World Library  
Flag as Inappropriate
Email this Article

Pennsylvania wine

Article Id: WHEBN0014439891
Reproduction Date:

Title: Pennsylvania wine  
Author: World Heritage Encyclopedia
Language: English
Subject: American wine, Lehigh Valley AVA, Pennsylvania wine, Hawaii wine, Nebraska wine
Collection: Pennsylvania Wine, Wine Regions of the United States, Wine Regions of the United States by State
Publisher: World Heritage Encyclopedia

Pennsylvania wine

Wine region
Official name Commonwealth of Pennsylvania
Type U.S. state
Year established 1787
Country USA
Sub-regions Central Delaware Valley AVA, Cumberland Valley AVA, Lake Erie AVA, Lancaster Valley AVA, Lehigh Valley AVA
Total area 46,055 square miles (119,282 km2)
Grapes produced Aurore, Baco noir, Barbera, Cabernet Foch, Cabernet Franc, Cabernet Sauvignon, Carmine, Catawba, Cayuga, Chambourcin, Chancellor, Chardonel, Chardonnay, Chelois, Concord, Corvina, De Chaunac, Delaware, Diamond, Dolcetto, Dornfelder, Edelweiss, Fredonia, Geisenheim, Gewürztraminer, Isabella, Lemberger, Leon Millot, Malvasia, Marechal Foch, Merlot, Niagara, Noiret, Norton, Petit Verdot, Pinot blanc, Pinot gris, Pinot Meunier, Pinot noir, Primitivo, Rayon d'Or, Riesling, Rougeon, Sangiovese, Sauvignon blanc, Seyval blanc, Siegfried, Steuben, Syrah, Tocai Friulano, Traminette, Vidal blanc, Vignoles, Villard blanc, Villard noir, Vincent, Viognier[1]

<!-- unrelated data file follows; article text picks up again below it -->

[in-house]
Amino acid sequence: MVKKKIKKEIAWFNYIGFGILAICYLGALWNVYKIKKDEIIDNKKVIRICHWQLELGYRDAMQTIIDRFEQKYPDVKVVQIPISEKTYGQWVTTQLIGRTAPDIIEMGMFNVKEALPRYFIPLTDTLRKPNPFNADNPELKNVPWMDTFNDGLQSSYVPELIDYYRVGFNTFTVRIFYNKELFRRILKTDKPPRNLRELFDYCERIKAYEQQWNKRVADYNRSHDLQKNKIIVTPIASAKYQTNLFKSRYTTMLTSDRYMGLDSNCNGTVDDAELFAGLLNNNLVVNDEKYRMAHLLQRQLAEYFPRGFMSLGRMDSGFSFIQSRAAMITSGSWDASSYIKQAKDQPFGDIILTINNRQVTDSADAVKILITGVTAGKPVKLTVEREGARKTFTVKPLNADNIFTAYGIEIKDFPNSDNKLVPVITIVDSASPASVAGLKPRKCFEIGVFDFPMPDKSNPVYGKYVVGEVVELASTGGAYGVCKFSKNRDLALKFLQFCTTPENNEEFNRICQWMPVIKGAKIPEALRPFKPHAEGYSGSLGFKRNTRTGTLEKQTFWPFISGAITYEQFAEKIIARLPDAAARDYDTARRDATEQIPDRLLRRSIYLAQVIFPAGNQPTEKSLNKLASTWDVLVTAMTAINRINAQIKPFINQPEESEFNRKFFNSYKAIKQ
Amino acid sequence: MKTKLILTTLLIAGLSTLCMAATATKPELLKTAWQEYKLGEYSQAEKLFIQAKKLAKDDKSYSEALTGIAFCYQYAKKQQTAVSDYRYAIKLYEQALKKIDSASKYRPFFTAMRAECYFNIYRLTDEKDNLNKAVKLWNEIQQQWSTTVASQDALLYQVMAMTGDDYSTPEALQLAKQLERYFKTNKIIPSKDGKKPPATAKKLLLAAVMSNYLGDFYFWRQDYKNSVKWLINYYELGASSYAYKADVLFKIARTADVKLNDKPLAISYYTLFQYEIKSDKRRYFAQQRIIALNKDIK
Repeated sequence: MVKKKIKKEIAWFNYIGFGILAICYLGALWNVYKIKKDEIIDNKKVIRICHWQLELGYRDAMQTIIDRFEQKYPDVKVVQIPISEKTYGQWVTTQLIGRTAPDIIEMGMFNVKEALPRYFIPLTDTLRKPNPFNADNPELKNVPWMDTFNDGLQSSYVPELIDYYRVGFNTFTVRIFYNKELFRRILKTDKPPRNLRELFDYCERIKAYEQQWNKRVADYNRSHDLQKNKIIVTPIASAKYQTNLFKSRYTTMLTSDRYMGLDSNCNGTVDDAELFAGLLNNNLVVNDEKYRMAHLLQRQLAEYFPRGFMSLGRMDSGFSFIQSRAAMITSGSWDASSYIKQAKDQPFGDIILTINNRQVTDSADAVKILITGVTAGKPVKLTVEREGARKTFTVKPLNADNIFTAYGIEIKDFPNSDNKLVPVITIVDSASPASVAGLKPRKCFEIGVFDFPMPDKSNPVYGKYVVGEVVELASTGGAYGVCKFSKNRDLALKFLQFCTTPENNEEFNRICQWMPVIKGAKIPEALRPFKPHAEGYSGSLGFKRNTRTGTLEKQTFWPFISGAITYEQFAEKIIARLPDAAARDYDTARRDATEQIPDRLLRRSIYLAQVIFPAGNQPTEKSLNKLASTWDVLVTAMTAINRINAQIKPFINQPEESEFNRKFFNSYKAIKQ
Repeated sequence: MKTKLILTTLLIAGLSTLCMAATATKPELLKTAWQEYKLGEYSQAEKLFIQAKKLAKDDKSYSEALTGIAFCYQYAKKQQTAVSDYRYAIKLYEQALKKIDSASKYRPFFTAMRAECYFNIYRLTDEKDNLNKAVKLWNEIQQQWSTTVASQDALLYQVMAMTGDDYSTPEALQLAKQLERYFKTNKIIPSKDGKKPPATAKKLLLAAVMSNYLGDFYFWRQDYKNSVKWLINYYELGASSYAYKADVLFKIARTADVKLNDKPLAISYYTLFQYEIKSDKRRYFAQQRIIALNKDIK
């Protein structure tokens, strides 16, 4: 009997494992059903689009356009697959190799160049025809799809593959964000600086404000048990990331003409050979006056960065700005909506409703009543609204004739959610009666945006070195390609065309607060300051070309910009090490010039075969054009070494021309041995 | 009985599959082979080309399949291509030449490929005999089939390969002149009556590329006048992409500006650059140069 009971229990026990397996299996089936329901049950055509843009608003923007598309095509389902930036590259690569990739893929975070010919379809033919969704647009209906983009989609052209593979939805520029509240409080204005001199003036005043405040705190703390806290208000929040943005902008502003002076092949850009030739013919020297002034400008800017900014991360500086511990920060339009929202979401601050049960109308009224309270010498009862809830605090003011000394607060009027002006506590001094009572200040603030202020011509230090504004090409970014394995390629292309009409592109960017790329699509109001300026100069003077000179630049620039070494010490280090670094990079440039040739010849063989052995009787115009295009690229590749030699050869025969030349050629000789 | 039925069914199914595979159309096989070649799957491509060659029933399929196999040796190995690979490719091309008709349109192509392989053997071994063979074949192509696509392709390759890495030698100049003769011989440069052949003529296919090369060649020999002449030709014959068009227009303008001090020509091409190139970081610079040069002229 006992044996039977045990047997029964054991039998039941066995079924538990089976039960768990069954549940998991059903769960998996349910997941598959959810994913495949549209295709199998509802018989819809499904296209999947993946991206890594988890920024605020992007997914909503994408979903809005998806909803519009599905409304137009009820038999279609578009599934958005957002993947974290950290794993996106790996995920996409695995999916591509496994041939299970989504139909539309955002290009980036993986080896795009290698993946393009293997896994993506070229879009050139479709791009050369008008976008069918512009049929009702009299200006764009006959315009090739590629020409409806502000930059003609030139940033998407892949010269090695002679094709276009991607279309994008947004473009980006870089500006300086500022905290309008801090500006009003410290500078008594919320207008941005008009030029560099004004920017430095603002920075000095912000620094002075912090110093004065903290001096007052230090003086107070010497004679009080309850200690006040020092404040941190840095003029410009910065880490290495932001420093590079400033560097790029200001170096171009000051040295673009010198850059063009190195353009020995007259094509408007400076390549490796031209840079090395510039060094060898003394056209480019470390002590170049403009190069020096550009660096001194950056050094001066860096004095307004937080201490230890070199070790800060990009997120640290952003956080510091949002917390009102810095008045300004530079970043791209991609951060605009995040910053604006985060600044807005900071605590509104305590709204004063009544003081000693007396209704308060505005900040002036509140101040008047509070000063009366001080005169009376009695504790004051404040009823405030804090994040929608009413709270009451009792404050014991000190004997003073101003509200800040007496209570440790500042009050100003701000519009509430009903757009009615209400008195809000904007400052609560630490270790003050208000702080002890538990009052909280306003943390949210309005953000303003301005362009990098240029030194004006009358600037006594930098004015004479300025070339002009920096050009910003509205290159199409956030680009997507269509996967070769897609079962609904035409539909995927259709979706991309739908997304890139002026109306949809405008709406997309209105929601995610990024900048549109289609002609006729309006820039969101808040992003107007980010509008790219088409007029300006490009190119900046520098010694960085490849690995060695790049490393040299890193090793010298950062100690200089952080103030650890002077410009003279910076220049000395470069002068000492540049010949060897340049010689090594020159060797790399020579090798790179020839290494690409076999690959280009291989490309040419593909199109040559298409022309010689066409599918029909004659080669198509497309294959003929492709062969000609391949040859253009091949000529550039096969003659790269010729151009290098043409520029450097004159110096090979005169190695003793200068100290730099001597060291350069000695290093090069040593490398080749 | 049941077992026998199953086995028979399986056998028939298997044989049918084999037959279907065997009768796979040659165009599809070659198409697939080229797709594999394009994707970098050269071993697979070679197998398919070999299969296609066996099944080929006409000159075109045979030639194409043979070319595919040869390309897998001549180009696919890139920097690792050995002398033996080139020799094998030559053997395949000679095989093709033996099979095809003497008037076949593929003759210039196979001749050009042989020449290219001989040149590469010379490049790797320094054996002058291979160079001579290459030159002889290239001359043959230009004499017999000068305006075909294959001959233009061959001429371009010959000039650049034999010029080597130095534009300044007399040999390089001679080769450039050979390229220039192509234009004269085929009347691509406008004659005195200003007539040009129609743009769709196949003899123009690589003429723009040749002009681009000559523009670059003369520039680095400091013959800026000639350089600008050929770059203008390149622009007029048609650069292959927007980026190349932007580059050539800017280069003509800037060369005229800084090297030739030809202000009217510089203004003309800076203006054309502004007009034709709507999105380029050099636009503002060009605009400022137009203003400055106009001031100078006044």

Pennsylvania wine refers to wine made from grapes grown in the U.S. state of Pennsylvania. The climate in Pennsylvania is mild compared to surrounding states, with the moderating effects of Lake Erie to the north and the Atlantic Ocean to the east. More than 100 wineries are located in all parts of the state, including five designated American Viticultural Areas. Pennsylvania is the eighth-largest wine producing state in the country.[1]

See also


  1. ^ a b Appellation America (2007). "Pennsylvania: Appellation Description". Retrieved Nov. 23, 2007.
This article was sourced from Creative Commons Attribution-ShareAlike License; additional terms may apply. World Heritage Encyclopedia content is assembled from numerous content providers, Open Access Publishing, and in compliance with The Fair Access to Science and Technology Research Act (FASTR), Wikimedia Foundation, Inc., Public Library of Science, The Encyclopedia of Life, Open Book Publishers (OBP), PubMed, U.S. National Library of Medicine, National Center for Biotechnology Information, U.S. National Library of Medicine, National Institutes of Health (NIH), U.S. Department of Health & Human Services, and, which sources content from all federal, state, local, tribal, and territorial government publication portals (.gov, .mil, .edu). Funding for and content contributors is made possible from the U.S. Congress, E-Government Act of 2002.
Crowd sourced content that is contributed to World Heritage Encyclopedia is peer reviewed and edited by our editorial staff to ensure quality scholarly research articles.
By using this site, you agree to the Terms of Use and Privacy Policy. World Heritage Encyclopedia™ is a registered trademark of the World Public Library Association, a non-profit organization.

Copyright © World Library Foundation. All rights reserved. eBooks from Project Gutenberg are sponsored by the World Library Foundation,
a 501c(4) Member's Support Non-Profit Organization, and is NOT affiliated with any governmental agency or department.